That’s it. I write what I want, because I enjoy writing, because this is my passion, and because I want to do this until they throw dirt on top of me, and you, the one reader, the person who is reading these blog posts, who comments, who takes the time to like the content, or share it, or print it out…

If you can get excited about the act of writing a blog post, and then get even more excited with every single like, comment, or follow, then you’ll be successful as a blogger.

If not, there’s no knowledge, technique, trick or tip that will help you become successful.

Advertisements

188 thoughts on “How to Be a Boss at Blogging When You Have 0 Followers

  1. This was wonderful! Thank you for sharing it with me. Although I do know the importance of working on and loving your self first. It is good to be reminded. How are we to able excite a reader if we don’t learn anything new and aren’t excited ourselves. Great advice. I’m glad I found your blogs.

    Liked by 6 people

    1. I am quite glad that you found my blogs.

      And I think self-love is something we must constantly work for and teach ourselves. It is not like riding a bike — something you learn once and then know forever. Self-love takes a lot of practice and being careful with the information we get exposed to. Oh, and the people around us, of course.

      Once again, thank you for your words. You made my day a lot better.

      Liked by 6 people

  2. Thanks for your blog post as it rekindled my heart of writing. As from your experience, I write for the love of writing. Even though, my heart would want followers. Though, in actuality writing didn’t matter of that kind of attention. It was a heart to heart with you and the inner need to write!

    Liked by 4 people

    1. Thank you. I am glad you enjoyed reading my post.

      There’s this quote I like. Can’t remember who said it though. That you must maintain the same enthusiasm you had when knocking on your first door even when knocking on your fiftieth door.

      Keep punching those keys and loving every minute of it, and the readers will come.

      Liked by 2 people

  3. Cristian! How did I miss this one? I loved it ❤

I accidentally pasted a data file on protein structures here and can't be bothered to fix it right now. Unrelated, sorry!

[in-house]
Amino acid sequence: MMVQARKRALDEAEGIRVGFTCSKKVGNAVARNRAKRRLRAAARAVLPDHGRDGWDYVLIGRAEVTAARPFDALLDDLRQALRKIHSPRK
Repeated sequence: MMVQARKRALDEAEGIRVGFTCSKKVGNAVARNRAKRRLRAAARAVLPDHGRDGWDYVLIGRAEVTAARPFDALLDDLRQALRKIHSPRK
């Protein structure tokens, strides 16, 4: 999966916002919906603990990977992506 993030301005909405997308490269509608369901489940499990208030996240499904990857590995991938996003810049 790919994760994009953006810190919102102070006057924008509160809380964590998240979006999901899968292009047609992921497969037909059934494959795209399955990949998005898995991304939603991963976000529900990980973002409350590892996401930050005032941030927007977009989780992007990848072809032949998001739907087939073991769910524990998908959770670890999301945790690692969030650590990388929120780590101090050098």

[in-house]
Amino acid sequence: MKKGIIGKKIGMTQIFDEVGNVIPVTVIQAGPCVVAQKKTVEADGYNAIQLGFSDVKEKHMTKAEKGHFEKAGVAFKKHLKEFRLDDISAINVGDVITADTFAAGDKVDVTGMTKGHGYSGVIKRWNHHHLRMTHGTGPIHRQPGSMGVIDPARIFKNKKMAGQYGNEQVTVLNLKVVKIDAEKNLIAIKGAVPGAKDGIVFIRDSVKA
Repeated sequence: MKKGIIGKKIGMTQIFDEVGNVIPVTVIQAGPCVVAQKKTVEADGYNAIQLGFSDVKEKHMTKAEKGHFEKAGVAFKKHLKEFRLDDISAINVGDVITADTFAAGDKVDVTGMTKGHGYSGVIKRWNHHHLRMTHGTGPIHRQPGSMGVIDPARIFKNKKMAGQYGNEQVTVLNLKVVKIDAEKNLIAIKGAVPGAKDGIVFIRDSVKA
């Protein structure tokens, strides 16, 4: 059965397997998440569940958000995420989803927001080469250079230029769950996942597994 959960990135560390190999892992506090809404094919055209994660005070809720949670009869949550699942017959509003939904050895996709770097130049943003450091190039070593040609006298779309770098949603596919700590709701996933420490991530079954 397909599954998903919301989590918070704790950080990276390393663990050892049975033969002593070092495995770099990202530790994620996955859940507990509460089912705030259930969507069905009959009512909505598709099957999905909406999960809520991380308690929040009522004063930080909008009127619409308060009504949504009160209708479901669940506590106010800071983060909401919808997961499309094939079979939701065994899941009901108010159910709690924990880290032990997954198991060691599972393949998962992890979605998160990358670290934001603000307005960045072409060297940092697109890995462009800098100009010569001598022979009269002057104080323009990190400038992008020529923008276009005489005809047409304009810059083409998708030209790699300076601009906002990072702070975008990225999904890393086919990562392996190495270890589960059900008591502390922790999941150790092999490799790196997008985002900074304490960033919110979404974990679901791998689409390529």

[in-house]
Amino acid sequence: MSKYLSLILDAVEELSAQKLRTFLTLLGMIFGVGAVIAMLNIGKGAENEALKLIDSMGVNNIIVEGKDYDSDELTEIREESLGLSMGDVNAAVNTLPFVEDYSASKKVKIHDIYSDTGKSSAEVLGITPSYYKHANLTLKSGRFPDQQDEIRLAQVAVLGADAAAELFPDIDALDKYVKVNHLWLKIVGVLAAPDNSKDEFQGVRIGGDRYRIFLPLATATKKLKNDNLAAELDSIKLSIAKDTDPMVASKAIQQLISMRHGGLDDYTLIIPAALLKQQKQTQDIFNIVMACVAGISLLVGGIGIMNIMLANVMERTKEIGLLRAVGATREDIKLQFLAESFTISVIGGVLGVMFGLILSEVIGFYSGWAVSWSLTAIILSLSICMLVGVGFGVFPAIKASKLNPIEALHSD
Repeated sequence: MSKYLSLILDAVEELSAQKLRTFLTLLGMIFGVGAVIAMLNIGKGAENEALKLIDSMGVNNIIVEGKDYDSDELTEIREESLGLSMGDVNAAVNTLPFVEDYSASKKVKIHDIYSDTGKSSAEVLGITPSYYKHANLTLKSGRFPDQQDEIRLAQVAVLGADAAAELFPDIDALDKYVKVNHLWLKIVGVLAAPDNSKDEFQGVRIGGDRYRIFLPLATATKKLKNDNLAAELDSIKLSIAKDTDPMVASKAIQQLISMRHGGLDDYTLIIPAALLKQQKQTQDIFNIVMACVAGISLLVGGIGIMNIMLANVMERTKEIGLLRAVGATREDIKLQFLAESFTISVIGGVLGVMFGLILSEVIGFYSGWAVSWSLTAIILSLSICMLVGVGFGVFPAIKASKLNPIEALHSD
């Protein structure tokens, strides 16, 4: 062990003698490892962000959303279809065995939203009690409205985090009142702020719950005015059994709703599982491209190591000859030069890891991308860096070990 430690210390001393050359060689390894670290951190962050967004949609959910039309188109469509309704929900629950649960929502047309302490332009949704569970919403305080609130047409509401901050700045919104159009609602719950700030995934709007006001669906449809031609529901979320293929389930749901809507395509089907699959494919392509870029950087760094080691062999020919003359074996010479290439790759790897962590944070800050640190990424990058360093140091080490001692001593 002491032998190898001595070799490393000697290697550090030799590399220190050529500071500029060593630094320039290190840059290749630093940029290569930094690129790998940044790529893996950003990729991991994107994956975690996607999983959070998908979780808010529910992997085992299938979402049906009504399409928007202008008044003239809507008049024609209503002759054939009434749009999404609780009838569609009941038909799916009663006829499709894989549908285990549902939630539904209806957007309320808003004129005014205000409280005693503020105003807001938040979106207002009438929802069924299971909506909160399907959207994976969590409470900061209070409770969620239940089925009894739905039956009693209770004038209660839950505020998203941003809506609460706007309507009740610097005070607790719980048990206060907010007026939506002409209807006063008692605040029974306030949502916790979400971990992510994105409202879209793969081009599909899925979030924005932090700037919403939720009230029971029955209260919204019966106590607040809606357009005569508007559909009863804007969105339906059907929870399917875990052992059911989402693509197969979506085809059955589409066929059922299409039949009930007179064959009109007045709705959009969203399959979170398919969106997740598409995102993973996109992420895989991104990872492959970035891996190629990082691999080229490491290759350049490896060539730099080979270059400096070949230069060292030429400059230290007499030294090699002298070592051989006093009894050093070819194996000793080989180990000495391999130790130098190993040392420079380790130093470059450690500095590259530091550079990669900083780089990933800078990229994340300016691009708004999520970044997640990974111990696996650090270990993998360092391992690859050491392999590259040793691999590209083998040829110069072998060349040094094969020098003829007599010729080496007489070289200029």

I didn’t even realize it was you writing it. This blog has your passion and emotion and personality. Not that the others don’t. It just seems like a different voice. This one is more personal than the other posts I’ve read from you. I enjoy and learn from all of them, but this one. I really connected with this one. Thanks!

    Liked by 3 people

  4. Yet another amazing post, you’re always so truthful and honest and it really shows in your posts, it’s almost as if anyone reading it can see how much effort you’re putting into your blog – and clearly, it’s paid off, amazing post.

    Liked by 2 people

  5. Yup, it’s all about you and me and developing a relationship with your readers. It’s all about finding your passion and writing to touch others with it – while clarifying it for yourself. It’s such a learning process. Thanks for being such a consistently effective teacher, Cristian.

    Liked by 2 people

  6. I’m on the same boat. I started blogging two years ago, but things didn’t work out so I gave up. But now I’ve promised myself I won’t give up no matter what. I guess success, sometimes, depends on how badly you want it.

    Liked by 2 people

  7. I’m loving your site! I’ve been blogging for about three weeks now, and I’m finding a lot of great info, inspiration, and motivation in your words! I’m having fun writing what I like, how I like it and I’m reveling in every single like and every single comment! Thank you!

    Liked by 4 people

  8. Everything in this post is so true. Loved reading this, it’s eye opening to new ‘bloggers’ like myself.
    I blog because I love writing and wanted to get back into writing regularly, but sometimes I’m refreshing the stats page all day when I post. Reading this has made me realise why I started writing again – for myself!

    Liked by 2 people

  9. Definitely write from the heart and be true to yourself. This is the reason I keep going, it’s my passion and i love it. Whether there is 2 or 20 followers. Thanks for sharing

    Liked by 2 people

  10. Once again, this is wonderful advice. Thank you!

    I’ve had my travel blog for a few years now and, although I know I’m not consistent enough, I really wish my hard work reached greater audiences. Nonetheless, because I do it for myself, I will continue. Thank you for reminding me about why I started my blog in the first place!

    Liked by 2 people

  11. I really enjoyed this post! As a new blogger, I don’t know what I am doing most of the time, but I try to write about things that have meaning to me. My hope is that eventually, others will enjoy what I write, and also that I improve over time and find my groove 🙂

    Liked by 1 person

Leave a Reply

Fill in your details below or click an icon to log in:

WordPress.com Logo

You are commenting using your WordPress.com account. Log Out /  Change )

Google photo

You are commenting using your Google account. Log Out /  Change )

Twitter picture

You are commenting using your Twitter account. Log Out /  Change )

Facebook photo

You are commenting using your Facebook account. Log Out /  Change )

Connecting to %s

This site uses Akismet to reduce spam. Learn how your comment data is processed.